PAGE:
Estonia's Multi-Pillar Pension System: Solid First Miles of the Marathon
11 Pages Posted: 17 Feb 2012
Date Written: December 1, 2011
Estonia inherited its social security system from the Soviet Union. Because the system was financially unsustainable and ill-equipped to grapple with the aging population, it needed fast and fundamental changes. We provide a brief overview of Estonian pension system reforms, which have resulted in a three-pillar system of 1) basic coverage, 2) mandatory participant contributions with government matching contributions, and 3) voluntary individual savings and insurance. (We focus more on the second and third pillars, because these facets of the reform are likely to be of interest to a broader audience.)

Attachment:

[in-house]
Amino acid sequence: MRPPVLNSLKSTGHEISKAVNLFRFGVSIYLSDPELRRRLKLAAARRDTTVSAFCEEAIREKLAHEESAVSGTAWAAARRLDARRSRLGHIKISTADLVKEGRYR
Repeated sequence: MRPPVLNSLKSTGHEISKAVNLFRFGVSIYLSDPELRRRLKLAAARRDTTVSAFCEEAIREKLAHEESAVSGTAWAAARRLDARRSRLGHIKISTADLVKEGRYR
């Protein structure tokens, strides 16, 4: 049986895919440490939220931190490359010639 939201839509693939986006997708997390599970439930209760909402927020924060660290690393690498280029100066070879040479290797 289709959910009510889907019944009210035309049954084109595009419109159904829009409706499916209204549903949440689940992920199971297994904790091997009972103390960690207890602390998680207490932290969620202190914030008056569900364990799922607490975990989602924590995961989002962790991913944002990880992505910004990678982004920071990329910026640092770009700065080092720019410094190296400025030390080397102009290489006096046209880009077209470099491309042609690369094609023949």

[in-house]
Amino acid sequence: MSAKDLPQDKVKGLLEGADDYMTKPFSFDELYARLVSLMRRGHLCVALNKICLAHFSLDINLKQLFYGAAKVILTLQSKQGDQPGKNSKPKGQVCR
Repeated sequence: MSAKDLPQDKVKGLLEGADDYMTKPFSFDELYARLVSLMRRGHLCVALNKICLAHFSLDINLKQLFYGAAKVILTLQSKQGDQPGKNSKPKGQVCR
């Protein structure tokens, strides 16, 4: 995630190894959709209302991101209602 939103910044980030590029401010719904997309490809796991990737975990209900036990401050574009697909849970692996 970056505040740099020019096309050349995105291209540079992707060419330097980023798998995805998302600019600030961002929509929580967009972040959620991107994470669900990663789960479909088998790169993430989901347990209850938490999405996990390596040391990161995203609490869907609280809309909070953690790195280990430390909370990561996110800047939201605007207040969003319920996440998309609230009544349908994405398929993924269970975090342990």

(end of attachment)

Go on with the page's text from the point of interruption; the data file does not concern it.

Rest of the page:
Estonian multi-pillar pension reform commenced in 1998 with legislation that established the third pillar. Second-pillar legislation followed in 2001, and this pillar itself became operational in 2002. We analyze whether pension reform so far has met initial goals of securing fiscal sustainability and guaranteeing adequate pensions. We also provide an overview of Estonia’s reform experience in terms of participation rates, competition among fund managers, client asset allocation, and pension fund performance. Finally, we provide an overview of the legislative and regulatory response to the deep economic recession in Estonia.
Keywords: Estonia pension system, multi-pillar pension system
JEL Classification: G10, G11, G23
Suggested Citation: Suggested Citation